The Maximum ROI of Customer Experience
The 13th part of Customer Experience series focuses on getting the maximum return on investment (ROI) from investments made on delivering customer experience.
Many are seeing a return on their CX investments that is much lower than expected. The secret to maximizing CX ROI is to create the most experience value for those customers that will create the most business value for the company (now and in the future).
Two Key Areas — CLV and CAC
There are two key areas where a great customer experience has been shown to deliver a positive return on investment:
- Customer lifetime value (CLV)
- LTV is an important number because it represents an upper limit on spending to acquire new customers. It is an important element in calculating payback of advertising spent in marketing mix modeling.
- In the book Marketing Metrics, the authors share a fascinating finding from their research:
“The probability of selling to a new prospect is 5–20%. The probability of selling to an existing customer is 60–70%.”Consumers will stick with your brand when you offer them value.
- Higher satisfaction drives repeat business, hence higher customer lifetime value. One can build, measure, and continuously optimize the best customer engagement possible through mapping the customer journey. Repeat business is something you can measure. Next, bracket the business improvement through better customer understanding with a best-case and worst-case analysis.
2. Customer acquisition costs (CAC)
- CAC metric is important to two parties: companies and investors. Investors can determine a company’s profitability by looking at the difference between how much money can be extracted from customers and the costs of extracting it.
- The other party interested is the marketing specialists who use it to optimize the return on their advertising investments. In other words, if the costs to extract money from customers can be reduced, the company’s profit margin improves and it makes a larger profit.
- Higher adoption drives referrals, hence lower customer acquisition costs. However, referrals are a side benefit, not an investment driver.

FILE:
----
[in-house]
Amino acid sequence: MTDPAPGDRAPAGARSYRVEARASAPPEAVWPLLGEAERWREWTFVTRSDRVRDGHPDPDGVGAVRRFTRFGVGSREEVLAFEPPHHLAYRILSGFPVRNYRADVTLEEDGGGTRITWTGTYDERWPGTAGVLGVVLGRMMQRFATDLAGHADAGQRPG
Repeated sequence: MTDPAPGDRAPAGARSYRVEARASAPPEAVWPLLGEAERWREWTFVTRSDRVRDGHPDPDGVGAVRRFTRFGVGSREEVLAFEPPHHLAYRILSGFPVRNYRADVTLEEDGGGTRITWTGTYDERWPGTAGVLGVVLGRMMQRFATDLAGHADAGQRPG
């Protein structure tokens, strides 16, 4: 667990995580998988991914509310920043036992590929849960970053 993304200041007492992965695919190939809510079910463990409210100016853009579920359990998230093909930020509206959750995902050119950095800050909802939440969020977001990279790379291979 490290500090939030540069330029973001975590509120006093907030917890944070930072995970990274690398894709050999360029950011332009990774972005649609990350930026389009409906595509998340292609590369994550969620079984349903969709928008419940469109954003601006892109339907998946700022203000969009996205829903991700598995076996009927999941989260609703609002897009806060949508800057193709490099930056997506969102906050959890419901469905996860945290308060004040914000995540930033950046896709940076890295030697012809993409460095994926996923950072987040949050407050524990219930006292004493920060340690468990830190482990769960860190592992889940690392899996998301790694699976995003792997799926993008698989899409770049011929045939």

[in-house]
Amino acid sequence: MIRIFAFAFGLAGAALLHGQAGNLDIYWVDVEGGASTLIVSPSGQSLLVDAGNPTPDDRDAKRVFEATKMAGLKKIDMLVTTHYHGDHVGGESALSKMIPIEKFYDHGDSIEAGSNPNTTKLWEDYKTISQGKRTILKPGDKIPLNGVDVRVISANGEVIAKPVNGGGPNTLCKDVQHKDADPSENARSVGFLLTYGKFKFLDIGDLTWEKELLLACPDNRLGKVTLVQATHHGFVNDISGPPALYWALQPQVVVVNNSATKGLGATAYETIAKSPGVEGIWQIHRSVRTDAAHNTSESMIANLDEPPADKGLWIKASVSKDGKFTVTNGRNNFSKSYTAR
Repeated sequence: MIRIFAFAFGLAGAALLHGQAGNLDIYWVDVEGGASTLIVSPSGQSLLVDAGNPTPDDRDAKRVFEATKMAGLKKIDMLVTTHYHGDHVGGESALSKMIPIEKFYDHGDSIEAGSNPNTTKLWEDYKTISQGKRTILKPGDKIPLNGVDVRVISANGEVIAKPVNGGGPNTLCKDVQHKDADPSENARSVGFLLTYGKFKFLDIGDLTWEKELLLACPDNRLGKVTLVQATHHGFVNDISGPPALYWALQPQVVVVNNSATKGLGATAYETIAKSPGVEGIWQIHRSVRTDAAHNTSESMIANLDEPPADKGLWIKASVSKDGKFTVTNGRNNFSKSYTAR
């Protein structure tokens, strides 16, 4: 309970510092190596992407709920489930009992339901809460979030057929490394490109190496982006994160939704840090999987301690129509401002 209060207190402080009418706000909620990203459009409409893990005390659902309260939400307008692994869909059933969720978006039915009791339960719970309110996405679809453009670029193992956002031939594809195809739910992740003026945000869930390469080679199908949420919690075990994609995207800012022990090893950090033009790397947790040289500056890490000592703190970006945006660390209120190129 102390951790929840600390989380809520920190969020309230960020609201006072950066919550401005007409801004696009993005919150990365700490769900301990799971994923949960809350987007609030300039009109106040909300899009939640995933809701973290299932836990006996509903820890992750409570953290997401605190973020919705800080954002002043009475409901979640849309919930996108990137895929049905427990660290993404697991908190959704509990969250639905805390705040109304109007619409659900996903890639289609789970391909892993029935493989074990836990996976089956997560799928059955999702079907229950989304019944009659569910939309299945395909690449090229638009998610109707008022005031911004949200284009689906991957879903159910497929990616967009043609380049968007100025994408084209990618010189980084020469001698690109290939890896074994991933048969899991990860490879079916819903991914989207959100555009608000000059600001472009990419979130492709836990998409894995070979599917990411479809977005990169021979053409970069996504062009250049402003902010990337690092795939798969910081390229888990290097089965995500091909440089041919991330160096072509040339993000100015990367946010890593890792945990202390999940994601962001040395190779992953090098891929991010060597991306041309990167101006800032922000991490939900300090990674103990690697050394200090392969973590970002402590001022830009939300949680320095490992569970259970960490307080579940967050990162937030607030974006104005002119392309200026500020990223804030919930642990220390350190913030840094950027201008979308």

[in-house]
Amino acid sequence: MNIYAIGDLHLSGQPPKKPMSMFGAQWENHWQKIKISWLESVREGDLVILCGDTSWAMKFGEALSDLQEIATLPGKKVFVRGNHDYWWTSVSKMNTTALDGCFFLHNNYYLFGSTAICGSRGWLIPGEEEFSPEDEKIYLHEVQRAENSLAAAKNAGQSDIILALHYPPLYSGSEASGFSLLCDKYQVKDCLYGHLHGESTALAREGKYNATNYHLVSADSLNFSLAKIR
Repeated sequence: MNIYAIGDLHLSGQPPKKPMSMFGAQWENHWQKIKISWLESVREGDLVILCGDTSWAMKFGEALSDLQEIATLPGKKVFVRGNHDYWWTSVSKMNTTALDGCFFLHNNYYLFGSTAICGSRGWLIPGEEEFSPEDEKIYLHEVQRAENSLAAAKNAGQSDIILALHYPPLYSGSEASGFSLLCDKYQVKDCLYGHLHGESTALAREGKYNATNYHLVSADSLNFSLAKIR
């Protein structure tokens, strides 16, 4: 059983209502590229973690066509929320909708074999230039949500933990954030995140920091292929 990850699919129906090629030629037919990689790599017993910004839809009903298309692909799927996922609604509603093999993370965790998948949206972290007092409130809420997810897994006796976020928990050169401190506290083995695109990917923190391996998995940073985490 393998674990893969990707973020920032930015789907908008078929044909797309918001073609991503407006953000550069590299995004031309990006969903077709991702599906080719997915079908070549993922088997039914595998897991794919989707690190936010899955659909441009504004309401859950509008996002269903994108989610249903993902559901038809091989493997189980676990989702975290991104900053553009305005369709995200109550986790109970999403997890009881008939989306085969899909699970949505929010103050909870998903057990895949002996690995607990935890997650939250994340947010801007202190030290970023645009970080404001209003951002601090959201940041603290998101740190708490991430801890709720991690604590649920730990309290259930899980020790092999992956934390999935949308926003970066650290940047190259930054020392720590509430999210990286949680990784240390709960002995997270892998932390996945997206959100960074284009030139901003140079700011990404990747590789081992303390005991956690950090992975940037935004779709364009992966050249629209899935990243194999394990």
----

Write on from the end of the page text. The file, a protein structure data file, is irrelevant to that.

That leaves us with two hard metrics: higher adoption and higher satisfaction resulting in more repeat business. You can calculate both.
Improving Approach to CX
Companies need to improve their approach to CX in four key ways:
- Clearly understand the value of CX from both the business and customer perspective. In addition, marketers should look at a customer’s past and current value in order to predict its future value (also with investments).
- Know which customers drive the most value and what they care about. Marketers need to adopt a more precise approach that reflects both perspectives — starting with demographic segments and then adding on a value layer to create micro-segments.
- Invest in the moments that matter to customers. A more comprehensive view of CX value, combined with a more precise view of customer segments, will enable marketers to focus their investments where they will have the biggest impact on a customer’s overall experience.
- Measure the total value being created by CX investments and adjust the CX strategy accordingly. Many companies struggle to quantify the value created by their CX investments.
Enabling these four key steps will need marketers to integrate data across their ecosystems. Filling up the existent technology gaps, one then strategically design systems to enable a comprehensive customer-centric view and break down organizational silos.
(References: UserTesting, Forbes, AdageIndia)